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Neoplatonism is a modern term used to designate the period of Platonic philosophy beginning with the work of Plotinus and ending with the closing of the Platonic Academy by the Emperor Justinian in 529 C.E. This brand of Platonism, which is often described as ‘mystical’ or religious in nature, developed outside the mainstream of Academic Platonism. The origins of Neoplatonism can be traced back to the era of Hellenistic syncretism which spawned such movements and schools of thought as Gnosticism and the Hermetic tradition. A major factor in this syncretism, and one which had an immense influence on the development of Platonic thought, was the introduction of the Jewish Scriptures into Greek intellectual circles via the translation known as the Septuagint. The encounter between the creation narrative of Genesis and the cosmology of Plato’s Timaeus set in motion a long tradition of cosmological theorizing that finally culminated in the grand schema of Plotinus’ Enneads. Plotinus’ two major successors, Porphyry and Iamblichus, each developed, in their own way, certain isolated aspects of Plotinus’ thought, but neither of them developed a rigorous philosophy to match that of their master. It was Proclus who, shortly before the closing of the Academy, bequeathed a systematic Platonic philosophy upon the world that in certain ways approached the sophistication of Plotinus. Finally, in the work of the so-called Pseudo-Dionysius, we find a grand synthesis of Platonic philosophy and Christian theology that was to exercise an immense influence on mediaeval mysticism and Renaissance Humanism.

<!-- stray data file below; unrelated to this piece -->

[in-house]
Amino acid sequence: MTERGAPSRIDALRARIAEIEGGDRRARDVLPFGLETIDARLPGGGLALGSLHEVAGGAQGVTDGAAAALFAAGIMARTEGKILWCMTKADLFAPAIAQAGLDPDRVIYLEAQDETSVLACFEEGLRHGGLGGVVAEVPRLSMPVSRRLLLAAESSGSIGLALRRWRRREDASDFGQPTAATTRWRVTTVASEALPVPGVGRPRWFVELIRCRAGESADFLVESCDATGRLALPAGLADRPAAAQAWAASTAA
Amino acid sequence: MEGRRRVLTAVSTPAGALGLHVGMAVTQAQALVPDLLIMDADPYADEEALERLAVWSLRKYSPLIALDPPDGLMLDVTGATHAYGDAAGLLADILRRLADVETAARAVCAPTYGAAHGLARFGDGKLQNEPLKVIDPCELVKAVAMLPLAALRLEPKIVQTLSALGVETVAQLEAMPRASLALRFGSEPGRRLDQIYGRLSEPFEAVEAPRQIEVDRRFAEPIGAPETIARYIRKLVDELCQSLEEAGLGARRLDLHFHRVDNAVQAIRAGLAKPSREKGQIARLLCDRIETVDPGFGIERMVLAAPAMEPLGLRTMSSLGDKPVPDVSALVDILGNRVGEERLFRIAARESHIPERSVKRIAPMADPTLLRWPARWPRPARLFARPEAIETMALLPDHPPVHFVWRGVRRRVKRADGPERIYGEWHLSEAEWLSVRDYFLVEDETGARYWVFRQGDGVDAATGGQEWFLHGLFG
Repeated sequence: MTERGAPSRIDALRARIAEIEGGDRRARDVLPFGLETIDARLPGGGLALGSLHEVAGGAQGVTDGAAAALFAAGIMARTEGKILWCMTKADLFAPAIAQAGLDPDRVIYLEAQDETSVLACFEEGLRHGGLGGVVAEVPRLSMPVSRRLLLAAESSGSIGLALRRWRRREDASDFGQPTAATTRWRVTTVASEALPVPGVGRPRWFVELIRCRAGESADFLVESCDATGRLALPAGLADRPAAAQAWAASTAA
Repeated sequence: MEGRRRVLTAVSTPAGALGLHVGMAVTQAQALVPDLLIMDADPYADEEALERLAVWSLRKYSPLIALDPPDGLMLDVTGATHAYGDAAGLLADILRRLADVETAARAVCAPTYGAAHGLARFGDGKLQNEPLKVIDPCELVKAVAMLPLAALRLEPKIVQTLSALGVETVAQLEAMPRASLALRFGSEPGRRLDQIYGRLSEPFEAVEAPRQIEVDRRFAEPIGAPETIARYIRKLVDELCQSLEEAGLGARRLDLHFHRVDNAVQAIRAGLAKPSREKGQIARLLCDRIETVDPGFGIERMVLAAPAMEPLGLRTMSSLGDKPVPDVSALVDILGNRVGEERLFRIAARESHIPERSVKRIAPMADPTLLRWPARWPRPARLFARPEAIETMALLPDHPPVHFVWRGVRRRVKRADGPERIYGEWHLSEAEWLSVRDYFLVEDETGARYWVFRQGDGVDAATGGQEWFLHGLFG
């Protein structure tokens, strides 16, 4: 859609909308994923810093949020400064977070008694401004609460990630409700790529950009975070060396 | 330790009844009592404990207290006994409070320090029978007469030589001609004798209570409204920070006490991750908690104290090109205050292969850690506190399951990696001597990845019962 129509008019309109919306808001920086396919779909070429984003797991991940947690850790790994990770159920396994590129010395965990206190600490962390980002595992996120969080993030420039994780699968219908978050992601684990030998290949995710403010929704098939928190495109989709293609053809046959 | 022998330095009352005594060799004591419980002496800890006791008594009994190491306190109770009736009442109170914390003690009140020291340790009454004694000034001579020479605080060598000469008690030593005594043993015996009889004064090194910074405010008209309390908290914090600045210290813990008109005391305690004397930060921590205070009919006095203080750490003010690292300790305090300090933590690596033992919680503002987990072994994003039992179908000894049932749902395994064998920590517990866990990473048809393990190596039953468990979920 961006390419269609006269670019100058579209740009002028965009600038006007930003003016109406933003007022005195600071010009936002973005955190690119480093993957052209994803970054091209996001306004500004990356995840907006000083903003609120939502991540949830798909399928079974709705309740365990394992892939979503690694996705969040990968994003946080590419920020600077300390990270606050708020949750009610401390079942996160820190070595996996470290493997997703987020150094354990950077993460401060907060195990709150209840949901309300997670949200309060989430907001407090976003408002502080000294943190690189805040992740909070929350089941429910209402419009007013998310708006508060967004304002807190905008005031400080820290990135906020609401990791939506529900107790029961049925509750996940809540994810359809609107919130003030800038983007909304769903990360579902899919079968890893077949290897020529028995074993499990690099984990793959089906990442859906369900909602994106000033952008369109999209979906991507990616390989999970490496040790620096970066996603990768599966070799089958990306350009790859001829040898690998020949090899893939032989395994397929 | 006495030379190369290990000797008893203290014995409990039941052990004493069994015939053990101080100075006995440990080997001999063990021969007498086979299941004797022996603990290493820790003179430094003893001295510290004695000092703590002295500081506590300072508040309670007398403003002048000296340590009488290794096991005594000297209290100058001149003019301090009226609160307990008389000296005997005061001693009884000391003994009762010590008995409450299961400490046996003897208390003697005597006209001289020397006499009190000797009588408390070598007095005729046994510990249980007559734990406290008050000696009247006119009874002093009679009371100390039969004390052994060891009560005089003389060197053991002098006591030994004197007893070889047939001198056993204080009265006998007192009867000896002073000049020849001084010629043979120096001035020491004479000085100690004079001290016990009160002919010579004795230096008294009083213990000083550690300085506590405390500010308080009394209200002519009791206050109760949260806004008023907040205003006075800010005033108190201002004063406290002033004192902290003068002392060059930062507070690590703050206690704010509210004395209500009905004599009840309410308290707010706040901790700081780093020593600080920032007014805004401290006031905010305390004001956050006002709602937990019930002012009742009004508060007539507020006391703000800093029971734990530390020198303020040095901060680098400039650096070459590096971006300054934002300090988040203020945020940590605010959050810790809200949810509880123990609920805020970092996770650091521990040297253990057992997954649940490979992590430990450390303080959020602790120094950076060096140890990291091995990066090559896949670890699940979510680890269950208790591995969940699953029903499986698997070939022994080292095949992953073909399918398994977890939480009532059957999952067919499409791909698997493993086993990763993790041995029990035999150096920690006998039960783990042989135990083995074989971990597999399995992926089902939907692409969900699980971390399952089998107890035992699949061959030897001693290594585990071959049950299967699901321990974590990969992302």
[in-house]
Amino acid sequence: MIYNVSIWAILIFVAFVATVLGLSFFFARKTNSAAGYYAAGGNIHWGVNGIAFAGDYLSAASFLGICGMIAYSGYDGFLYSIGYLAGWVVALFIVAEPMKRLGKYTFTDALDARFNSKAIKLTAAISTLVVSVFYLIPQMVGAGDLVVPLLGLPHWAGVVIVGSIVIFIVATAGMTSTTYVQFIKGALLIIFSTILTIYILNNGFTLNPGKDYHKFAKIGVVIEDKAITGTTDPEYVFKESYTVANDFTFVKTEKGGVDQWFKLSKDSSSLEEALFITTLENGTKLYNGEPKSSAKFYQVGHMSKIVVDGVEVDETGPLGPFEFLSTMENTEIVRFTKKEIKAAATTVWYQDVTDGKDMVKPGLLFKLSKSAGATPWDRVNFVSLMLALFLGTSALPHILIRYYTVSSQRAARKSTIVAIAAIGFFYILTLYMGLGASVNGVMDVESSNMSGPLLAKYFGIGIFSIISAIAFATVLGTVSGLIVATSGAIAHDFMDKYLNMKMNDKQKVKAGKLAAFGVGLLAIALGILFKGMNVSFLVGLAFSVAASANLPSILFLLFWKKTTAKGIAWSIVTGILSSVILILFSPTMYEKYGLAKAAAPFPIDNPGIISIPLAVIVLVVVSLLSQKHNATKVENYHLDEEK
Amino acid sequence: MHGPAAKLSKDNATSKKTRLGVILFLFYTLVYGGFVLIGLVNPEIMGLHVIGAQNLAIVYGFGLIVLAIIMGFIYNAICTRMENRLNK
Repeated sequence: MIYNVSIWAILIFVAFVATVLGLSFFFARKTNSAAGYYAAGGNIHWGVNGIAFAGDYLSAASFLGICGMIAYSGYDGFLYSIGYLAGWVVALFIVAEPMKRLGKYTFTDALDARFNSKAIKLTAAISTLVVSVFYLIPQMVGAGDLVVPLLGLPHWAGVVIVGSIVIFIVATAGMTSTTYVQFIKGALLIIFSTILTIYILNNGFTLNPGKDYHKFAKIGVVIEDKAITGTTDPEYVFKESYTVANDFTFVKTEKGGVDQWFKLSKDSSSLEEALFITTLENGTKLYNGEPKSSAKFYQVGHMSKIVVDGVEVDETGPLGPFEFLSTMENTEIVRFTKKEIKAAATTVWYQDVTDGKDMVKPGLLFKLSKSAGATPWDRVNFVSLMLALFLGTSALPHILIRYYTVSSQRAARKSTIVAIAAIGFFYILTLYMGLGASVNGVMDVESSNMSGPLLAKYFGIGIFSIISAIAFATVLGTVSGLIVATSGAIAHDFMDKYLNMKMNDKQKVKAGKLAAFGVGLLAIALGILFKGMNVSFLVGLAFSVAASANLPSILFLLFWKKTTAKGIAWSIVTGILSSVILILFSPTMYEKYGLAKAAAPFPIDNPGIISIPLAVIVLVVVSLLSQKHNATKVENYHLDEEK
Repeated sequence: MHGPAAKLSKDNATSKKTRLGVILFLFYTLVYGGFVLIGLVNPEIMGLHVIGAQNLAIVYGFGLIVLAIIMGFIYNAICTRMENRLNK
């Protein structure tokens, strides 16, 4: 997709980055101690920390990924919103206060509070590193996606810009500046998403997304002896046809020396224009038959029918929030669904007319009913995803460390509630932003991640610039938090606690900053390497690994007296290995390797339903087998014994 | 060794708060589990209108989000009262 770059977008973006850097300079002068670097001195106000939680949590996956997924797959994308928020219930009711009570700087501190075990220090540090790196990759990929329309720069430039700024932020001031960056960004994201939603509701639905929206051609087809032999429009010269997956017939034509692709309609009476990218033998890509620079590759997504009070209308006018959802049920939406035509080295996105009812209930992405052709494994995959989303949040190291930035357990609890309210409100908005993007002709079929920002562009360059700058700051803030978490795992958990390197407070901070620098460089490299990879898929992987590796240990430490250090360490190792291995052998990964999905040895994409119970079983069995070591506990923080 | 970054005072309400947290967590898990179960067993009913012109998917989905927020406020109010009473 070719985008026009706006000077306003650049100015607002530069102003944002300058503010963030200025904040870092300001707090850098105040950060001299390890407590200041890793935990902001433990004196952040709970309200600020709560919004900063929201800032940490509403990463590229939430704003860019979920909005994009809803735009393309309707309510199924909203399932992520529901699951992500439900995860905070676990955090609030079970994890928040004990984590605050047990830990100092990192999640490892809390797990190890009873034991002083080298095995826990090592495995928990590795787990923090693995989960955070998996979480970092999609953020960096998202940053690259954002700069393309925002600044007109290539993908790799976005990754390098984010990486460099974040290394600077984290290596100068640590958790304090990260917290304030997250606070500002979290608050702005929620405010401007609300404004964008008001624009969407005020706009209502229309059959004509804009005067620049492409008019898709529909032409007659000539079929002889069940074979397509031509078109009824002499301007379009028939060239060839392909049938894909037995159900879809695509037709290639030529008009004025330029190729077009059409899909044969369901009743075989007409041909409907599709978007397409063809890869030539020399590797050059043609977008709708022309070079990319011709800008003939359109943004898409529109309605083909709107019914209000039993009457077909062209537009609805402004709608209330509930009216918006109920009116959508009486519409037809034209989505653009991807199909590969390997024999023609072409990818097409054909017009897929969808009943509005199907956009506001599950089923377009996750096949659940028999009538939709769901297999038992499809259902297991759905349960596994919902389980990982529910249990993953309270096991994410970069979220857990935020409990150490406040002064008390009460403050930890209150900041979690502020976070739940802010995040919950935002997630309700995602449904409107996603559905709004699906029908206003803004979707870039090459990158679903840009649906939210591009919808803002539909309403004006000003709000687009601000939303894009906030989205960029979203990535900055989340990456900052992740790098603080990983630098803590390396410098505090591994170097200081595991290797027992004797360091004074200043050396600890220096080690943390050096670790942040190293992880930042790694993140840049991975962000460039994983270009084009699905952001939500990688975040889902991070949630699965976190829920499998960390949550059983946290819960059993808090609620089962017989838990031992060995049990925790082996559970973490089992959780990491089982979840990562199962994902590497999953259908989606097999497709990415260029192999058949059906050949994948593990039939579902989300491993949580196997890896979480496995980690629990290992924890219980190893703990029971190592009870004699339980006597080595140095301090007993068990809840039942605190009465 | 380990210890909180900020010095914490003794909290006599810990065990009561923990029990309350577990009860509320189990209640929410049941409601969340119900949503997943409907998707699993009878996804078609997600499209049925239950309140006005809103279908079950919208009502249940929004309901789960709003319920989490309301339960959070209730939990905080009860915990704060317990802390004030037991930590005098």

Internet Encyclopedia of Philosophy,